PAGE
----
Planting False Memories

Posted on 15th March 2015 | Category: CBT, News

How easy is it for false memories to be planted in an individual? According to this article in the popular press a new study has shown the frightening regularity with which we can create memories that are not consistent with the actual version of events. The article goes on to explore how pressure situations, such as the intervention of the authorities can play an important part in the creation of such situations.

Suggestion is a particularly powerful psychological commodity. When we have certain perspectives drawn out to us by those we regard as authority figures this can have an extra weight as we have often been taught that these people would not deceive us and always have our best interests at heart.

When a patient enters into a regressive state they are highly emotional and as a result, also highly vulnerable. There should be therapeutic safeguards employed in such a situation as all too often there can be a projection of the therapist’s diagnosis onto the patient rather than an unlocking of hidden personal secrets. This can be true especially of sexual dynamics – if the therapist believes hidden abuse plays a role within the psychological make-up of a subject, then this can create a phantom memory.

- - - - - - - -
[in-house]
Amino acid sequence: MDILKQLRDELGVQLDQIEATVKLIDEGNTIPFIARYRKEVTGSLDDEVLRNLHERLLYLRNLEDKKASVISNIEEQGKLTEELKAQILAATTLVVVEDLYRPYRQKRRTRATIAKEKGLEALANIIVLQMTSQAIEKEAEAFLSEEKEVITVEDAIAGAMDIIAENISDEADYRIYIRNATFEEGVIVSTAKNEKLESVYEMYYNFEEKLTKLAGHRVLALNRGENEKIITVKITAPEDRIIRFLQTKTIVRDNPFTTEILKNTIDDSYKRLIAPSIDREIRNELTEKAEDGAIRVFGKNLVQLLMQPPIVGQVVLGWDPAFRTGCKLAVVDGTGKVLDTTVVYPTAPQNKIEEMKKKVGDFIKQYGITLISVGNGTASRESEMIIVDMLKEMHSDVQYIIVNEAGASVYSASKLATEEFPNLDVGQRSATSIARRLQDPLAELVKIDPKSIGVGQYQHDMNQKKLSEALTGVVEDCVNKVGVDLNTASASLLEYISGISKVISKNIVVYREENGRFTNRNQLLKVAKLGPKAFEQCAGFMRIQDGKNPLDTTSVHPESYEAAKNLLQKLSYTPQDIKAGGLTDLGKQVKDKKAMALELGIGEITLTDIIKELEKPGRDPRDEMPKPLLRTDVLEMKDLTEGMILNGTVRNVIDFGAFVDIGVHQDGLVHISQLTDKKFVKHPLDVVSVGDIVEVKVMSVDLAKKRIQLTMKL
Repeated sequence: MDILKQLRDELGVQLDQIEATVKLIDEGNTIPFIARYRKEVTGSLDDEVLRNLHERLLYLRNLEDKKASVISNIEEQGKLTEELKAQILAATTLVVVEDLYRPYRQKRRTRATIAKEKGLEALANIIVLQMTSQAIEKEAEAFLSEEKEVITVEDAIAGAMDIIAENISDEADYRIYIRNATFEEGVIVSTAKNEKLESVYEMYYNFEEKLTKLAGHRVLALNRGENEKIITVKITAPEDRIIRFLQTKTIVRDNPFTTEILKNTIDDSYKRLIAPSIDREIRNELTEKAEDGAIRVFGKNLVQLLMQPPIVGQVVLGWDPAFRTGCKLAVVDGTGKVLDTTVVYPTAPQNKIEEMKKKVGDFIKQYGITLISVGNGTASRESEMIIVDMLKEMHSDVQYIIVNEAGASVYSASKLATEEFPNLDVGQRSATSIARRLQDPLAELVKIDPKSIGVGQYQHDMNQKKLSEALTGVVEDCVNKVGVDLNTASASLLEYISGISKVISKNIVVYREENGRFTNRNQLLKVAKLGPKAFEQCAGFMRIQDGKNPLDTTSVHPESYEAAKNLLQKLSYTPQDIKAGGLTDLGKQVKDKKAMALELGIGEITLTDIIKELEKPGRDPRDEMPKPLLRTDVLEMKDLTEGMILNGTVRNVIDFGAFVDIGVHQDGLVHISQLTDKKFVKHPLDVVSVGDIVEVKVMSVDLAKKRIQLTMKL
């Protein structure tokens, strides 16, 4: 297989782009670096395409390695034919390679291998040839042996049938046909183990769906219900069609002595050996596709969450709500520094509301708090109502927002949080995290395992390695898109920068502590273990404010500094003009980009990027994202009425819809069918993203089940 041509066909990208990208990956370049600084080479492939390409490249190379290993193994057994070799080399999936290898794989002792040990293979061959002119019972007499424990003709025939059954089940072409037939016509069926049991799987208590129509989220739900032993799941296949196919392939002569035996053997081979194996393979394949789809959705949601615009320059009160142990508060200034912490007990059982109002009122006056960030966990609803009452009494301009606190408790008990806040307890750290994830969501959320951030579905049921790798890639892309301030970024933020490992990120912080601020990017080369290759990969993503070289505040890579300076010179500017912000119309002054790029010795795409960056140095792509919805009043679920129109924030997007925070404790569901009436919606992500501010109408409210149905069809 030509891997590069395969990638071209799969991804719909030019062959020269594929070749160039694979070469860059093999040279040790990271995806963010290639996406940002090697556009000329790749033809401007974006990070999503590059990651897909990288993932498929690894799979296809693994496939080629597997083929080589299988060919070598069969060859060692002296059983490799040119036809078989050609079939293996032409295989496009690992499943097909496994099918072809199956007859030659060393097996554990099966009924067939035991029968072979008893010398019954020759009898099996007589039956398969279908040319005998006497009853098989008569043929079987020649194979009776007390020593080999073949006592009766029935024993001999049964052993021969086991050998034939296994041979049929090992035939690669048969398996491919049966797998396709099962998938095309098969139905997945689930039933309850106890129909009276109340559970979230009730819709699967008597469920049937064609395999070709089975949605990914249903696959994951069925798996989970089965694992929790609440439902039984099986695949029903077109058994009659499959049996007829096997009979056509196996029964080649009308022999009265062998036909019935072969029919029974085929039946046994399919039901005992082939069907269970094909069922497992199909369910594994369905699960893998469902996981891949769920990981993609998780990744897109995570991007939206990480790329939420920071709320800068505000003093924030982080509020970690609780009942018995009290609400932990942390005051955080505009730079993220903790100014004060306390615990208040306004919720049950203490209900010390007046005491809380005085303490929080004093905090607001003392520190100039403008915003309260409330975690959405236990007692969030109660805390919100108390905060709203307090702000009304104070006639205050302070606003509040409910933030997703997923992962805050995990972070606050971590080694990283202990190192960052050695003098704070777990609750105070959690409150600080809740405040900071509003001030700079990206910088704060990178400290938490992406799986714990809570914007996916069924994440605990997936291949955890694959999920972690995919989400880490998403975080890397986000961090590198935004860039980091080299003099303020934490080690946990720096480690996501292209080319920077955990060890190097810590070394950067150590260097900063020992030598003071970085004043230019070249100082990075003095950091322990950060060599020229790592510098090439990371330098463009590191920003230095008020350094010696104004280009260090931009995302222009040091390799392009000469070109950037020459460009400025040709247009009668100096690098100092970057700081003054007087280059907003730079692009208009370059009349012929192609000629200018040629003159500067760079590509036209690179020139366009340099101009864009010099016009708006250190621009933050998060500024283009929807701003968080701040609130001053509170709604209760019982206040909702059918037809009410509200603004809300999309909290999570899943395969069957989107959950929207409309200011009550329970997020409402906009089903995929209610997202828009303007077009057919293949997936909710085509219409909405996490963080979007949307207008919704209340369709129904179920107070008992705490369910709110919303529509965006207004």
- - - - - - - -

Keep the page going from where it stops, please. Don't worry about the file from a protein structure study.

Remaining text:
A police interrogation can often create similar dynamics to the ones you might find in a therapy room. A witness or suspect can often be highly emotional and even suffering from traumatic stress, so when a police figure changes the nature of their experience or attempts to undermine their credibility this can sometimes create a false memory to suit the purpose of the investigator. This is where the authorities are stuck on the beliefs of their version of events and are then projecting them on the subject.

Therefore, as the article states it is important for the police, or any authority organisation for that matter to set up an interview environment where subjects feel as little pressure as possible. Old school techniques such as intimidation and the so called good cop, bad cop dynamic can actually damage a case by promoting a version of events that is not congruent with the true facts of a case.

It is also not uncommon for people to re-write events in their own life story to suit their purpose. At first this a lie, but then over time the person comes to believe their own version of events to the point where they actually forget that the true version of events, which fades into the background and is replaced by the false memory. It is very easy to practice this kind of self-deception, which usually comes from a need to portray oneself in a certain way to a social group.

Rather than looking for false memories and delving into yourself to seek out the root causes of your anxieties and problematic behaviours, a better practical situation is trying to alter your behaviour in the present moment. Mindfulness meditations when combined with CBT and hypnotherapy can give you real world techniques that allow you to consider your actions and look at your motivations to create new opportunities for action.

If you would like to find out how these therapies can help you then why not book a free consultation session where we can look through the options available to you? This will give you the chance to discuss your current situation in a relaxed and professional environment.